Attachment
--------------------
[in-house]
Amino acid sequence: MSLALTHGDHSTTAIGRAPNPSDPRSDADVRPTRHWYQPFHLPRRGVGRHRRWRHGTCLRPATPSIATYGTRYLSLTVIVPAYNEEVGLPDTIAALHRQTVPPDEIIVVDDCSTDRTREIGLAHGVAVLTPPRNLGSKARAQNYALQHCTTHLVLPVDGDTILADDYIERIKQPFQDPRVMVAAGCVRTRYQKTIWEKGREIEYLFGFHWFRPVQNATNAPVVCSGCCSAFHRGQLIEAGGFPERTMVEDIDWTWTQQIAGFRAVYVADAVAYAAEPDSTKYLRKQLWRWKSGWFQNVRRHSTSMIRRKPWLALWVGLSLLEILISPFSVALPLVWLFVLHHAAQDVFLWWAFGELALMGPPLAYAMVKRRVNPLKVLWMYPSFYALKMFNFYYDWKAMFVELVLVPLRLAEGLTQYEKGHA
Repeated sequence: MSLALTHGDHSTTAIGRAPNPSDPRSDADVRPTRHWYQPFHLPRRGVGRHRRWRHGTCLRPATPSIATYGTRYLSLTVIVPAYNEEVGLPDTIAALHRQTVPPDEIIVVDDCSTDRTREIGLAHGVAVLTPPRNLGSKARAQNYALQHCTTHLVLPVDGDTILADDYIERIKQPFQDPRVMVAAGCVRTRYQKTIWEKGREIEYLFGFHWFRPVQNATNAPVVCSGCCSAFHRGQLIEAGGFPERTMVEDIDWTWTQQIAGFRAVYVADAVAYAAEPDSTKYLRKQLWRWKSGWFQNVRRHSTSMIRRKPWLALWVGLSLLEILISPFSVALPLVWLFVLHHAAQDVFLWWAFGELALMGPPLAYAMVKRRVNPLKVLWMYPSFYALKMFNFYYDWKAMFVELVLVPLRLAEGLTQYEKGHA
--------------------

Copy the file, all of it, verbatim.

[in-house]
Amino acid sequence: MSLALTHGDHSTTAIGRAPNPSDPRSDADVRPTRHWYQPFHLPRRGVGRHRRWRHGTCLRPATPSIATYGTRYLSLTVIVPAYNEEVGLPDTIAALHRQTVPPDEIIVVDDCSTDRTREIGLAHGVAVLTPPRNLGSKARAQNYALQHCTTHLVLPVDGDTILADDYIERIKQPFQDPRVMVAAGCVRTRYQKTIWEKGREIEYLFGFHWFRPVQNATNAPVVCSGCCSAFHRGQLIEAGGFPERTMVEDIDWTWTQQIAGFRAVYVADAVAYAAEPDSTKYLRKQLWRWKSGWFQNVRRHSTSMIRRKPWLALWVGLSLLEILISPFSVALPLVWLFVLHHAAQDVFLWWAFGELALMGPPLAYAMVKRRVNPLKVLWMYPSFYALKMFNFYYDWKAMFVELVLVPLRLAEGLTQYEKGHA
Repeated sequence: MSLALTHGDHSTTAIGRAPNPSDPRSDADVRPTRHWYQPFHLPRRGVGRHRRWRHGTCLRPATPSIATYGTRYLSLTVIVPAYNEEVGLPDTIAALHRQTVPPDEIIVVDDCSTDRTREIGLAHGVAVLTPPRNLGSKARAQNYALQHCTTHLVLPVDGDTILADDYIERIKQPFQDPRVMVAAGCVRTRYQKTIWEKGREIEYLFGFHWFRPVQNATNAPVVCSGCCSAFHRGQLIEAGGFPERTMVEDIDWTWTQQIAGFRAVYVADAVAYAAEPDSTKYLRKQLWRWKSGWFQNVRRHSTSMIRRKPWLALWVGLSLLEILISPFSVALPLVWLFVLHHAAQDVFLWWAFGELALMGPPLAYAMVKRRVNPLKVLWMYPSFYALKMFNFYYDWKAMFVELVLVPLRLAEGLTQYEKGHA